--- Roghfish_at_aol.com wrote:
> Judge Keeps Klamath Water for Farms
> By KAREN GAUDETTE
> .c The Associated Press
> OAKLAND, Calif. (AP) - A federal judge on Friday
> rejected an effort by
> commercial anglers, American Indian tribes and
> environmental groups seeking
> to force the government to release more water to the
> Klamath River instead of
> diverting it to farms.
> Commercial fishermen sued the U.S. Bureau of
> Reclamation and the National
> Marine Fisheries Service last month, arguing that
> water being stored for
> farmers should be released to help young salmon
> migrate to the ocean.
> The Klamath straddles the California-Oregon state
> line, and its waters
> irrigate crops as well as provide a home to fish
> such as the threatened coho
> In recent days, biologists and U.S. Forest Service
> employees have rescued
> hundreds of baby salmon and other fish stranded in
> puddles along the banks of
> the Klamath.
> But U.S. District Judge Saundra Armstrong said
> Friday there is not enough
> scientific evidence to prove the salmon need more
> water at this time.
> Dan Keppen, executive director of the Klamath Water
> Users Association that
> represented farmers at the Oakland hearing, said in
> a statement they were
> pleased with the ruling.
> Kristen Boyles, an attorney for the Pacific Coast
> Federation of Fishermen's
> Associations that filed the suit, said a decision
> about whether to appeal the
> judge's ruling would not be made until she sees the
> written ruling.
> ``The sad part is, we have salmon being stranded
> right now. We have fish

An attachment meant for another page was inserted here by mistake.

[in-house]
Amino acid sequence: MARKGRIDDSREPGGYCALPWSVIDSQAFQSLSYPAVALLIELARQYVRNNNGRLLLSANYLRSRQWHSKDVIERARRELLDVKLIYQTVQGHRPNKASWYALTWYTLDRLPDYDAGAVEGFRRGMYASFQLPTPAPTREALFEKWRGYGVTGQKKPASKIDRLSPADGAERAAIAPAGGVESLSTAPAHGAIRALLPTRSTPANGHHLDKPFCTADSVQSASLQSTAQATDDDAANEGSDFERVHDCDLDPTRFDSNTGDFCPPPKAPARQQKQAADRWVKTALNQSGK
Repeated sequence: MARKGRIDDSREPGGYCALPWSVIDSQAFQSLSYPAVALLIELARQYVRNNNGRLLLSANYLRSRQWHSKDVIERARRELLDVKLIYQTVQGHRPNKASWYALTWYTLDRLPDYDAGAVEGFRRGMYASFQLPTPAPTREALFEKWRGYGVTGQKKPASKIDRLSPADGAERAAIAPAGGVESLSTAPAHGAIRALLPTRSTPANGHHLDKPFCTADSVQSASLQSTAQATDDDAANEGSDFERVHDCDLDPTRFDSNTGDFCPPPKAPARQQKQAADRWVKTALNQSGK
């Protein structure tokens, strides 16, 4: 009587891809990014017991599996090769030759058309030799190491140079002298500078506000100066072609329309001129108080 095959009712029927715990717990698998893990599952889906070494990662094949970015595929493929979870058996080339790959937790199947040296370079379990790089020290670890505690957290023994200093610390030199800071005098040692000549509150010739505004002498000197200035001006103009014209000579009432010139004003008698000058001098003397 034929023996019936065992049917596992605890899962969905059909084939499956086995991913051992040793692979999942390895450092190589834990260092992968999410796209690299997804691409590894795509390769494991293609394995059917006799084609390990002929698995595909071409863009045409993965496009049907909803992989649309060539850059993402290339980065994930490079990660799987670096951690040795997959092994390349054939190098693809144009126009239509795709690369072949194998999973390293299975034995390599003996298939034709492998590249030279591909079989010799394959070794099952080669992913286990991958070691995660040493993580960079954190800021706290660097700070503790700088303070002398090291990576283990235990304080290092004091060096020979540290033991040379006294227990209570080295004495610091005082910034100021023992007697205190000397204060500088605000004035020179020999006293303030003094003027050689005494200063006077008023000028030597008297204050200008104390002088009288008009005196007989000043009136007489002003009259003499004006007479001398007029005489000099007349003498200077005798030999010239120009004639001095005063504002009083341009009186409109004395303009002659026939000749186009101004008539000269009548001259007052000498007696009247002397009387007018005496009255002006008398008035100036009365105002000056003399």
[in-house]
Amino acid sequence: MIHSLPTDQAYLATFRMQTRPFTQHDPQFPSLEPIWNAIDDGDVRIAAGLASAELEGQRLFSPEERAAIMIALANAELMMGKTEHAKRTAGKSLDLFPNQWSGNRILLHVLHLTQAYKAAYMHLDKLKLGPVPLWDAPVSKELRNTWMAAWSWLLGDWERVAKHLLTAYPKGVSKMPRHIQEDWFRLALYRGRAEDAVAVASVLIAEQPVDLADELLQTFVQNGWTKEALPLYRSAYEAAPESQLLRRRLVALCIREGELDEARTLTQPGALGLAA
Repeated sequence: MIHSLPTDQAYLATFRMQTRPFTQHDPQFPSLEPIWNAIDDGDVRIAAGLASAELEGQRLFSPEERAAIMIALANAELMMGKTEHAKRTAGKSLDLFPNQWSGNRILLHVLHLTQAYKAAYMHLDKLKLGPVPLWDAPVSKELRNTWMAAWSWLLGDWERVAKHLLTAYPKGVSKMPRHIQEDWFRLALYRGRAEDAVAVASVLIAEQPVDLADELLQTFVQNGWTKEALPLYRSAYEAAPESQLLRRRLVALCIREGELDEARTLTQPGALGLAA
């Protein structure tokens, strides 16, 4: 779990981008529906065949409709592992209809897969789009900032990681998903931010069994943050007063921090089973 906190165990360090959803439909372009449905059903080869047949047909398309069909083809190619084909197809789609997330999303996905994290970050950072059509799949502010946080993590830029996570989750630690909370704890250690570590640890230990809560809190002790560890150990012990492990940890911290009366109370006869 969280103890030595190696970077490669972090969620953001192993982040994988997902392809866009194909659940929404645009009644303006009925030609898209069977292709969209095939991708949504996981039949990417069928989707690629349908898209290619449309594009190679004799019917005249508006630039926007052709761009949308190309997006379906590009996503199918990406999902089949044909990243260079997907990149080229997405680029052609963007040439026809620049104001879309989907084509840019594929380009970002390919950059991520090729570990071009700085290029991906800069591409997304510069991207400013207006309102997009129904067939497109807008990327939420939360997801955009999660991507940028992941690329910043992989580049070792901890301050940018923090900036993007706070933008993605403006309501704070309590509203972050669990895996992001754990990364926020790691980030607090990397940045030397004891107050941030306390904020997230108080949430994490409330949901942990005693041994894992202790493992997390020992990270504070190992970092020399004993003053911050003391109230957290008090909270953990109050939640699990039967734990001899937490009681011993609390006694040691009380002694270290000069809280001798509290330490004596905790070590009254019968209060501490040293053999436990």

> being rescued,'' she said.
> In March, Interior Secretary Gale Norton and
> Agriculture Secretary Ann
> Veneman told the Bureau of Reclamation to begin full
> irrigation deliveries to
> the 1,400 farms on the Klamath Reclamation Project,
> straddling the state line
> east of the Cascade Range.
> They were responding to pleas from farmers who
> experienced a shortage of
> irrigation water last year due to record drought.
> Last year, the bureau
> sharply cut back irrigation to maintain water levels
> set under the Endangered
> Species Act for endangered suckers in Upper Klamath
> Lake and threatened coho
> salmon in the Klamath River.
> The suit claimed springtime flows for the Klamath
> River this year have been
> as little as 60 percent of the water required for
> salmon to survive, and
> sought an increase to at least the same amount that
> was provided last year.
> On the Net:
> Pacific Coast Federation of Fishermen's
> Associations: http://www.pcffa.org
> Klamath Basin Irrigators:
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